And honestly, to my mind, storytelling doesn't get much better than this...

Friday, March 7, 2014

"Good To Be Alive" Friday...

After seemingly endless torrential rains, winds and wild storms, today dawned with brilliant blue skies, white fluffy animated clouds, and a warmth in the sun that should not be happening in the first week of March.  The air is fresh and clean, the view from the back deck across the valley is crisp, like my vision has begun to focus again after weeks of misty, foggy vagueness.

As the boys and I strolled along the river path this morning, I had one of those moments where you're just plain glad to be alive.  The dogs were crazy-happy, jumping and running with abandon, while squirrels chattered and scolded from the trees.  I took a deep breath of sunshine and river and damp grass...and tipped my head back to look at the incredible blue of the sky, where I saw a dragon with two tails being chased by an elephant, trunk raised as he raced to catch up.  I could almost hear his trumpet call.  I love clouds like these...clouds that tell stories and fire the imagination and remind me of childhood dreams.

On the drive home, I couldn't help but notice that trees and flowers are suddenly blooming all over hill and dale.  Maybe I've just had my head down for so long to avoid drowning in the rain, but today there is no doubt Spring is here, even if a bit early.

For those of you, dear readers, who are still struggling with the Polar Vortex, or are just getting the rainstorms that plowed through the West this week, headed East, these photos from my garden are to help you remember that Spring is really, truly coming...

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The other day I had an idea for the next Scribbles installment, though the story has already morphed from just a short to a possible six-part tale.  I'm still fiddling with the plot--in my head--and hope to sit down over the weekend to write the first bit.  We'll see how it goes.  Unfortunately, really great weather is expected which means I'll have to spend some lengthy time outside doing chores.  I definitely have to spray the deer repellent stuff before I have no buds or blooms left, should do some serious weeding, and already have to mow the frigging lawn again.  Sigh.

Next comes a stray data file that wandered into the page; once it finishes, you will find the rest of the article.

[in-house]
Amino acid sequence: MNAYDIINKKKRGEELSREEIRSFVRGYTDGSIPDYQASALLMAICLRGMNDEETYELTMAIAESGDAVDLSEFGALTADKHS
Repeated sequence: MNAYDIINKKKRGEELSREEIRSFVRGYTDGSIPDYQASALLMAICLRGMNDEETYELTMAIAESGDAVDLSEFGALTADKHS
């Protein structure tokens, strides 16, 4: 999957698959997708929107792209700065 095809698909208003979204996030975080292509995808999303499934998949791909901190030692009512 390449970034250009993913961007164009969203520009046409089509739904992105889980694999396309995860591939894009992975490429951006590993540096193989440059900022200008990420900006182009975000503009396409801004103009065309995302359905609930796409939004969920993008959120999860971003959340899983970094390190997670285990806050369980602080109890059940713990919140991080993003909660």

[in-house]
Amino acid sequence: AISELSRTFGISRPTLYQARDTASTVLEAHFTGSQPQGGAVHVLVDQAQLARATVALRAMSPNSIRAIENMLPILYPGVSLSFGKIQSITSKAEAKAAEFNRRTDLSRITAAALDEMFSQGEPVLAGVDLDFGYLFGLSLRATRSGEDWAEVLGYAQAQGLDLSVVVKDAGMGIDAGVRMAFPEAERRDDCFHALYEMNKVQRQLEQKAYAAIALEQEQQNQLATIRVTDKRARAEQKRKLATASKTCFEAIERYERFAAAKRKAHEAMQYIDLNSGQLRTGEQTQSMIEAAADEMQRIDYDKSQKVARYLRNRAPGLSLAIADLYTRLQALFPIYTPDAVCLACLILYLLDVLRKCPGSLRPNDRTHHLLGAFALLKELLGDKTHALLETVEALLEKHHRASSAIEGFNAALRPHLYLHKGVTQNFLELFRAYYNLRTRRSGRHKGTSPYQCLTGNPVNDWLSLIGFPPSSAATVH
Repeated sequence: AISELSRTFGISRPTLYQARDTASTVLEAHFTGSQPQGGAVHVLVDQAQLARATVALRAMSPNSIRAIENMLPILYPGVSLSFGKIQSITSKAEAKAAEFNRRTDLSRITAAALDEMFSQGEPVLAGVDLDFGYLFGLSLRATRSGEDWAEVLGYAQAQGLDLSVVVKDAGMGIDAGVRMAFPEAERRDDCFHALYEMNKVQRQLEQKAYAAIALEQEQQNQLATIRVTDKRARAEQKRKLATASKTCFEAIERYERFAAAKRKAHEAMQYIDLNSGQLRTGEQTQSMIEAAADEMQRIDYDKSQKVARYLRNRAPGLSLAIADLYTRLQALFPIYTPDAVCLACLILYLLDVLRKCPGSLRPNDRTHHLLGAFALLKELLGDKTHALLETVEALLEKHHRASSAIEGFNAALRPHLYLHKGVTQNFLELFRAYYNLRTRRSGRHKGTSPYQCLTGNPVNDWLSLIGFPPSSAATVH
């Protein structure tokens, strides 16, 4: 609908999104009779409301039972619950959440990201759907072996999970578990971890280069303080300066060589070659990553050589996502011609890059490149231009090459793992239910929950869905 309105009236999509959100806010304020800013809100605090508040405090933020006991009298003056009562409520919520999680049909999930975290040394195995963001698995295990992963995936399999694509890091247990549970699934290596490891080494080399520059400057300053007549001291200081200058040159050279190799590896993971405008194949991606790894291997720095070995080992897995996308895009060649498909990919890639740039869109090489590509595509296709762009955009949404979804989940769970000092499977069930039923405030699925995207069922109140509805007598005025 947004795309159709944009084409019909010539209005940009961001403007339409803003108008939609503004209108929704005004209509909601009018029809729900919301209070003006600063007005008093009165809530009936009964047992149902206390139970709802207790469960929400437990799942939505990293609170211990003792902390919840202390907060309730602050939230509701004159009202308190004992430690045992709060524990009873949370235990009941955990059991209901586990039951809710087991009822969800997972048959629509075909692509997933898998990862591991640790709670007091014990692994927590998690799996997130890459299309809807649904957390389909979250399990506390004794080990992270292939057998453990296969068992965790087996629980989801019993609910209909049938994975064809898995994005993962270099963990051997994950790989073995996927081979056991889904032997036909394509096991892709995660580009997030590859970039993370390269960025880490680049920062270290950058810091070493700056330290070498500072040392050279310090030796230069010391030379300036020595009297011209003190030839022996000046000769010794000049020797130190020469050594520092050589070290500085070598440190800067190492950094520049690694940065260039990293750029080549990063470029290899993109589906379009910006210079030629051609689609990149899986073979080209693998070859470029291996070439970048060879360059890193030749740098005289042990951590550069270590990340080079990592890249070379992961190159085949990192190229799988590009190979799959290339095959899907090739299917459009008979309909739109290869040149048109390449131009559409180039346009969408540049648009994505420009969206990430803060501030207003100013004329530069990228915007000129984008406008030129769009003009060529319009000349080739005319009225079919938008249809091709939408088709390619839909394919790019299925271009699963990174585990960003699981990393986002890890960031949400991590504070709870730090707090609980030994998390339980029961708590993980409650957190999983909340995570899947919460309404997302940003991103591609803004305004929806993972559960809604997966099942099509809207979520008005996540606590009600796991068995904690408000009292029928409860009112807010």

Maybe, with any luck, the fresh air and mindless graft will help solidify my thoughts. That, or more likely I'll spend the weekend moaning and groaning at the sudden backbreaking aches and pains that come from the first gardening work of the season.

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I called two of my neighbor ladies yesterday to share my pie.

What?  Peeps, you actually thought I would eat a whole pie by myself?  Okay.  I could eat a whole pie by myself, but thankfully I have a little more restraint now that my metabolism doesn't function at the speed of light allowing me to eat anything I want with no repercussions.

Bunny went off with a nice wedge to share with her husband, George, though I got the impression he wasn't going to be seeing a single crumb of it, and Jennifer said flat out she was eating the whole thing before her guy got home from work.

So, with that thought, I'm going make myself a cup of tea and enjoy the last piece of what has turned out to be the Husbands Don't Get Any rhubarb pie...

Wednesday, March 5, 2014

A Slice of the Past

I was cruising through the Produce department yesterday whilst grocery shopping and stumbled upon a small cache of rhubarb tucked between lettuce and asparagus. I stopped and stared for a moment or two at the gorgeous deep reds and long stalks.  Visions of making a rhubarb pie beckoned.  I tried to resist the urge and actually walked away.  Okay, I walked about five feet, looked back, imagined that first, tart bite of pie...and fell to temptation.  There's a very short window for rhubarb; it's a pie made just for Spring.  I decided not to waste the opportunity.

My baking skills are pretty average, though if I have a knack for anything, it's pie.  Over time I've figured out the perfect crust--the best part of a pie to my mind--and can make a mouth-watering Lemon Meringue, though my very most favorite pie is from a recipe I got from a little old lady named Hazel.

I used to work at my college bookstore.  At the end of every term, this trio of part-time ladies would come, set up their booth and spend a week buying back the textbooks.  They were sharks, those three.  They knew the price of every used book, could flip through the pages in a nano second, find every mark and notation, and there was no arguing prices.